and

      $ \xi = \det(\Sigma)+\det(\Sigma^\dagger)\,, $

      (6)

      where $ \rho_1 $ and $ \tilde{\rho}_2 $ are invariant under the transformation of $ U_{V}(3)\times U_{A}(3) $; the Kobayashi-Maskawa-'t Hooft determinant, $ \xi $, breaks the $ U_{A}(1) $ symmetry and keeps the remaining ones unchanged. The effective potential in Eq. (3) is expanded as a Taylor series as follows:

      $ U_k(\rho_1,\tilde{\rho}_2) = \sum\limits_{m,n = 0}^{N}\frac{\lambda_{mn,k}}{m!\,n!}(\rho_1-\kappa_{1,k})^m(\tilde{\rho}_2-\kappa_{2,k})^n\,, $

      (7)

      where $ \lambda_{mn,k} $'s are the k-dependent expansion coefficients, $ \kappa_{1,k} $ and $ \kappa_{2,k} $ are the expansion points, and $ N\geqslant m+2n $ is the maximal order of the expansion. In the numerical calculations, we adopted $ N = 5 $, which is large enough to ensure that the convergence of expansion is achieved; refer to [28] for further details. The two $ j_{L/S} $ terms in Eq. (3) break the chiral symmetry explicitly and are related to the light and strange current quark mass, respectively. Here, we used the light-strange quark basis implicitly, which is related to the singlet-octet basis through a proper rotation as follows:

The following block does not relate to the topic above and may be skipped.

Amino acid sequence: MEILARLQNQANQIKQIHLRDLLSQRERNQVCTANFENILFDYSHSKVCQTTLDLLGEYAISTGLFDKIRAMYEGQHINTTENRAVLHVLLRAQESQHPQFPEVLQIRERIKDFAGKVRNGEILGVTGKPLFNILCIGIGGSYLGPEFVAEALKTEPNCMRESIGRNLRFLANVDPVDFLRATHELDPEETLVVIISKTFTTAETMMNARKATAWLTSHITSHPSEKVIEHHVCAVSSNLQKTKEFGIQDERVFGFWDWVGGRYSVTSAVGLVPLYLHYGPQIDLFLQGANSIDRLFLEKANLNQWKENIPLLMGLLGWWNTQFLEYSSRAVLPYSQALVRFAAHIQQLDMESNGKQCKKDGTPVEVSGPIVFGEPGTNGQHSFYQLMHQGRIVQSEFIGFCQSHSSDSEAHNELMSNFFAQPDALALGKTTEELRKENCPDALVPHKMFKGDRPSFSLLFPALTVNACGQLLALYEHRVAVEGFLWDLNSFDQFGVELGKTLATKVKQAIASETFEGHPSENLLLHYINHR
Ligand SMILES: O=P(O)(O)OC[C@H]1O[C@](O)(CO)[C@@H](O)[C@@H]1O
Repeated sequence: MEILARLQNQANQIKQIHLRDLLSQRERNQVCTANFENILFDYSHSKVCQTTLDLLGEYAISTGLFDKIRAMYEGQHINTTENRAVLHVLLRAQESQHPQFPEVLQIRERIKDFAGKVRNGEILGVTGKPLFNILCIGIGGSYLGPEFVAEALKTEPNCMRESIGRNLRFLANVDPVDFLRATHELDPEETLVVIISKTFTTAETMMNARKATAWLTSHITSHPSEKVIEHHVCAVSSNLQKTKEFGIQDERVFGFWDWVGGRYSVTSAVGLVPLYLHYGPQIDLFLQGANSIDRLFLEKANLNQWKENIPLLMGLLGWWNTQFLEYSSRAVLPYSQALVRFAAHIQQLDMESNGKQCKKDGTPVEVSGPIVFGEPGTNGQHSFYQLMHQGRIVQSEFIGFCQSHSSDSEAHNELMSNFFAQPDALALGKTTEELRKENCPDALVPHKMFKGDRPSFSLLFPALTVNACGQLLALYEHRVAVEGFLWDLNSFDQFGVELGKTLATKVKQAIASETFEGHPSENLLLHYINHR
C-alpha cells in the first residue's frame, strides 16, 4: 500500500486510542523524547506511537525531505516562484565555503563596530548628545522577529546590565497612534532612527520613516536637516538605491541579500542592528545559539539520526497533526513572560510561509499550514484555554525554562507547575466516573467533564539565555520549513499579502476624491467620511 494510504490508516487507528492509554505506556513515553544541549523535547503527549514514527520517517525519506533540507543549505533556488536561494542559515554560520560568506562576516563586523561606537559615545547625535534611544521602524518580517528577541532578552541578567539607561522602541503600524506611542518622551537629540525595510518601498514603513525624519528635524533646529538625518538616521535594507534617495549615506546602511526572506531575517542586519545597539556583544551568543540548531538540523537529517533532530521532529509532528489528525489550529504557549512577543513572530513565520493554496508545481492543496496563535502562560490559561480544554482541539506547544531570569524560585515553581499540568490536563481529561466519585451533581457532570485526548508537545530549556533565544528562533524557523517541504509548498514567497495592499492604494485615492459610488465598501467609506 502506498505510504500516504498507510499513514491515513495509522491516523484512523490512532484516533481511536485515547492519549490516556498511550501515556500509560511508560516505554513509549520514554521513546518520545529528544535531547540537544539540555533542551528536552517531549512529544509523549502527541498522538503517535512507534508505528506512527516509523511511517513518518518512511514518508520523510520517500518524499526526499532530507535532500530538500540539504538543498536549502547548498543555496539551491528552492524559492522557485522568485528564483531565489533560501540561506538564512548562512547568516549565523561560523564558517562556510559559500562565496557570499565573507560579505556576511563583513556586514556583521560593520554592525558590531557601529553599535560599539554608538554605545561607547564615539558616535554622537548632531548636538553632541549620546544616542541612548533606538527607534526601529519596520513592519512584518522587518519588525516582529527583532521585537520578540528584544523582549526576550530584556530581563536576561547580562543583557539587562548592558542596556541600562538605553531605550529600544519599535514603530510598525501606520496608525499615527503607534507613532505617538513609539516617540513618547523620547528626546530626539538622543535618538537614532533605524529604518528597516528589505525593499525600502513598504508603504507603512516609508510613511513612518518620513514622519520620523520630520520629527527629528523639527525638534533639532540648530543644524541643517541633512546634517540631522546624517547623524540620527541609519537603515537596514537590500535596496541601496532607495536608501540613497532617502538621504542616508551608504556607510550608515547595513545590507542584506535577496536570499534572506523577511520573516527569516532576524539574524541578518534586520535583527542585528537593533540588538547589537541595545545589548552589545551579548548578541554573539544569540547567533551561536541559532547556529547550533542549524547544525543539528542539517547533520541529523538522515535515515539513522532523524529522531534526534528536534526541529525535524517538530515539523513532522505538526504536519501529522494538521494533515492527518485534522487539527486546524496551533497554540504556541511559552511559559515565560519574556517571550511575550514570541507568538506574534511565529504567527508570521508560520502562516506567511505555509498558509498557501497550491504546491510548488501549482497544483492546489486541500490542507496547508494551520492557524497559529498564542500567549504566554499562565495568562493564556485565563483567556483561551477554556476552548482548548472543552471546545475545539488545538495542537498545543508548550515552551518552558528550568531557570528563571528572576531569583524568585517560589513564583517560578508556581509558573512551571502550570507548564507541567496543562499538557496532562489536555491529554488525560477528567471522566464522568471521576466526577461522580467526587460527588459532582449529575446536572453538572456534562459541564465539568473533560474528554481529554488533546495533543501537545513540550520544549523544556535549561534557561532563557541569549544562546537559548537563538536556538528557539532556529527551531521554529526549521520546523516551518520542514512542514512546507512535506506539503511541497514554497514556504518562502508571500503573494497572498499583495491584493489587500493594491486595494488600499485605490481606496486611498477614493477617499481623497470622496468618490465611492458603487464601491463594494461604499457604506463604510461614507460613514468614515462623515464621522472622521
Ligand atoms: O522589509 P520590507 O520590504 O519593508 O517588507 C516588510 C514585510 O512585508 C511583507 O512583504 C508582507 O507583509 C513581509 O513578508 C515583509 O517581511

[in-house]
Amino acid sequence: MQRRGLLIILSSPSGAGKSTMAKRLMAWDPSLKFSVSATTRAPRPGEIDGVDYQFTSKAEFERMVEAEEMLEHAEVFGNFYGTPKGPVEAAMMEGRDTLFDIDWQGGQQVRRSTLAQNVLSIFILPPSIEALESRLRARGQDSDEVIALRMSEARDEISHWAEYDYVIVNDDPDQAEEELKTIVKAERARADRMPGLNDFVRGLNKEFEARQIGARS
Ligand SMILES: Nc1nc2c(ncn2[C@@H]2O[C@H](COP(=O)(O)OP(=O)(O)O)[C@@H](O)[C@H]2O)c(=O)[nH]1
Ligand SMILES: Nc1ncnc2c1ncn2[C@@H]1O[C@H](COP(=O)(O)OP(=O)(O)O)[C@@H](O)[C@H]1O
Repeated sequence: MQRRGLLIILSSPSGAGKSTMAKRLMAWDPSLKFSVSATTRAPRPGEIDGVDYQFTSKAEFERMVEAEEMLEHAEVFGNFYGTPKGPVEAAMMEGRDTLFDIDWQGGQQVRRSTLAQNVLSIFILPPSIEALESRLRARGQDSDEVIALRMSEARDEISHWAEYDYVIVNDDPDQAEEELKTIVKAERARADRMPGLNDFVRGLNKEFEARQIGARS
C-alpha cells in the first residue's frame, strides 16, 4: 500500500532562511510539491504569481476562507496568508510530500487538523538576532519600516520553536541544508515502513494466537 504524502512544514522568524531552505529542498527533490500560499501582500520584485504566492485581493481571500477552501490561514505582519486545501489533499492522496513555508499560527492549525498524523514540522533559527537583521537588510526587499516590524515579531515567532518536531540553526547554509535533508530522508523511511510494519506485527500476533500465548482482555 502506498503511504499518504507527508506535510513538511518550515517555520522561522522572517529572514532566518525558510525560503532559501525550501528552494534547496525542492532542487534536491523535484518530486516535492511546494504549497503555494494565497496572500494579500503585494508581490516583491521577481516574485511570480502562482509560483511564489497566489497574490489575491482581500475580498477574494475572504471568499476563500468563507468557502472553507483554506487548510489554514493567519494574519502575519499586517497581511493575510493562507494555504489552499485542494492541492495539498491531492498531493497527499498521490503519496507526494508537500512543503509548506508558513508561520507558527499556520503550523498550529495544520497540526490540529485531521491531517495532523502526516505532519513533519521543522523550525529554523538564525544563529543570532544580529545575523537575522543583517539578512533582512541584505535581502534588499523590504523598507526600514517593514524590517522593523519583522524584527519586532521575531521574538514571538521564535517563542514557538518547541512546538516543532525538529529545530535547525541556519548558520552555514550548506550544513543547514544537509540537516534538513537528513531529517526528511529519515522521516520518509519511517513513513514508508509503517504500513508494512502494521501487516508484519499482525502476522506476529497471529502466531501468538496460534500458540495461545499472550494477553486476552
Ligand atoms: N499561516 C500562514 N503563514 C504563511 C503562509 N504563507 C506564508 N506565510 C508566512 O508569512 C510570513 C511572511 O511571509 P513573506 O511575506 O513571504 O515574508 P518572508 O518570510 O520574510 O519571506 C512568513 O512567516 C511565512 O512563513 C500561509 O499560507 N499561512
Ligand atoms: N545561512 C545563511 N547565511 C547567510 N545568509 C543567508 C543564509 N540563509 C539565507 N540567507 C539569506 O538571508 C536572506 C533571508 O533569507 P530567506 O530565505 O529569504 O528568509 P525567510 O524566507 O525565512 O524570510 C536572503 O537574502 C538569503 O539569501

$\left( {\begin{array}{*{20}{c}} {{\sigma _L}}\\ {{\sigma _S}} \end{array}} \right) = \frac{1}{{\sqrt 3 }}\left( {\begin{array}{*{20}{c}} 1&{\sqrt 2 }\\ { - \sqrt 2 }&1 \end{array}} \right)\left( {\begin{array}{*{20}{c}} {{\sigma _8}}\\ {{\sigma _0}} \end{array}} \right){\mkern 1mu} .$

      (8)